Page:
In the second feature of four for the September 2014 issue of Autism in Practice, I looked into the creation of Active for autism. As an initiative from The National Autistic Society, it is looking to work with sports coaches in Great Britain to build a greater awareness of autism in young people who may be looking to stay active.
The National Autistic Society is looking to work with sports coaches in a bid to include more people with autism in sport across the UK from January 2015.
With support from The Peter Harrison Foundation, a charity developed to assist disabled people who may struggle to find opportunities that can help them to move forward in life, the Sylvia Adams Trust, the Weinstock Fund and HiT Entertainment, Active for autism will attempt to make sporting activities enjoyable where they may currently be daunting.Through working with Ask autism, a National Autistic Society training service developed and delivered by people with autism, Active for autism will consist of training modules that look to increase “the confidence and skills of sports practitioners”, “the levels of participation of people with autism in sport” and “the self-esteem and wellbeing of people with autism through their participation in sport”.
How the project will work
Active for autism has been designed to support people with autism by making sporting activities autism-friendly. The project is looking to create supportive environments that will promote inclusiveness for anybody with autism who wants to play sport, regardless of any difficulties they face.
Finding confidence and self-esteem is a barrier that can hold people with autism back from participation. Amy Webster, Active for autism’s Coordinator, believes bad experiences make the idea of playing daunting:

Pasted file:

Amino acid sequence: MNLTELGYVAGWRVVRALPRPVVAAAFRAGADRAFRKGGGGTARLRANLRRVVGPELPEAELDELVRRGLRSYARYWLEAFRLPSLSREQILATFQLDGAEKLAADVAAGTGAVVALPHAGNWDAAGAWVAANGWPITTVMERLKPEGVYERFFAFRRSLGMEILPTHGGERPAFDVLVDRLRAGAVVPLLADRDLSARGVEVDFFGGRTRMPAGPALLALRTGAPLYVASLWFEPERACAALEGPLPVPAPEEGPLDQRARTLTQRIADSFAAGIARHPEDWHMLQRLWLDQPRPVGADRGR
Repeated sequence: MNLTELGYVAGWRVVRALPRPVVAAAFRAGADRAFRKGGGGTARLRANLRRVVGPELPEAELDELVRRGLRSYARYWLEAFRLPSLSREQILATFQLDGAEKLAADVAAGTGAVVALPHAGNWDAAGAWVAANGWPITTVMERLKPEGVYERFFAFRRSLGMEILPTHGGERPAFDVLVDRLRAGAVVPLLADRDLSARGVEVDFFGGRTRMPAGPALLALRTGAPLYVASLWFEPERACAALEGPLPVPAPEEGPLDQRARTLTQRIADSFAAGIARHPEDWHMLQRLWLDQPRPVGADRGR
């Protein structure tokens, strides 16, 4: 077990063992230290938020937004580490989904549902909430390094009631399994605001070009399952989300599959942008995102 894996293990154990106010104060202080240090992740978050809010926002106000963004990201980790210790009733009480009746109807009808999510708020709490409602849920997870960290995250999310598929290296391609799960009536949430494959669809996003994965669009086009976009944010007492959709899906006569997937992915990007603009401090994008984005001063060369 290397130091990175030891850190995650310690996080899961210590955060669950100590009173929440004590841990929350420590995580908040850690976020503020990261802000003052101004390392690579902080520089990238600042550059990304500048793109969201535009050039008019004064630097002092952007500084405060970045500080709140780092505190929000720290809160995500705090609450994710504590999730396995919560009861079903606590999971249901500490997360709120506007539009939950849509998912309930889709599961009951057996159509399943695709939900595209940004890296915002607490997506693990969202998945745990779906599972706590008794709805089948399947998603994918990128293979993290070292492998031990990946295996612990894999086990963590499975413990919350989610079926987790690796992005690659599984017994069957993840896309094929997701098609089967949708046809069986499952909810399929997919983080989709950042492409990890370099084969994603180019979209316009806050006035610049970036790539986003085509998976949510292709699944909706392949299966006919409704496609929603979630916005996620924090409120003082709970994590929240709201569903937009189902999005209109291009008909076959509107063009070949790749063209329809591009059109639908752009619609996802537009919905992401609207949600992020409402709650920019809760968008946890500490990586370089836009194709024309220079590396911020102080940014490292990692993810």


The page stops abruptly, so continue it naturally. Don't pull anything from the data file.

“For many people with autism, their first experiences of sport are tainted by bullying and confusion. In the absence of targeted support, they miss out on opportunities to grow and shine.
“Sadly, taking part in sports can be a terrifying experience. People with autism can become completely overwhelmed by the sights, sounds and unwritten rules of team play. Due to difficulties with communication, they may be baffled by the coaches’ instructions and encouragement. Many people with autism find themselves alienated and confused before any game has even begun.”
Through a combination of theory and practical work, coaches will be able to find out more about autism as a disability and have a chance to develop specialist lesson planning for coaching. Input will be offered throughout the project from people with autism who can share personal experiences.
The project’s aim
By asking people with autism about experiences where autism-friendly coaches have been involved, it became clear to Amy how extra support could be beneficial in making sport enjoyable.
Comments received included:
“My coach knows how to motivate me. He has helped to guide me through life as well as in my sport.”
“I like that there is somebody ‘in charge’, meaning that I don’t have to socialise in order to play.”
“A coach can educate and motivate you and take you beyond your perceived limitations. A coach can help with self-confidence.”
In understanding how powerful a little support and understanding can be, the aim of Active for autism in Amy’s opinion is to “equip sports coaches with the confidence and competence to deliver quality sessions” to anybody with autism who has a desire to play sport.
On the long-lasting effect this may have, Amy hopes: “This will, in turn, ensure participants have more opportunities to enjoy sport in a safe environment with the knowledge their instructor has an understanding of how to assist them in the learning of new skills and experiences.
“It is hoped by developing the knowledge and expertise of coaches, people with autism will deem the sessions to be more approachable.
“The partnership with Ask autism means the online module has been written by people with autism. This will benefit the project greatly but will also be a valuable addition to the existing catalogue of Ask autism training modules.”
Amy believes that Active for autism is as important for coaches as it will be for people with autism. She believes there will be a mutual benefit for anybody who becomes involved with the project:
“I believe as coaches we are always learning from our experiences and from the people we work with and deliver to. I think it’s important for coaches to get to know their participants as individuals, finding out what their interests are and how they learn.”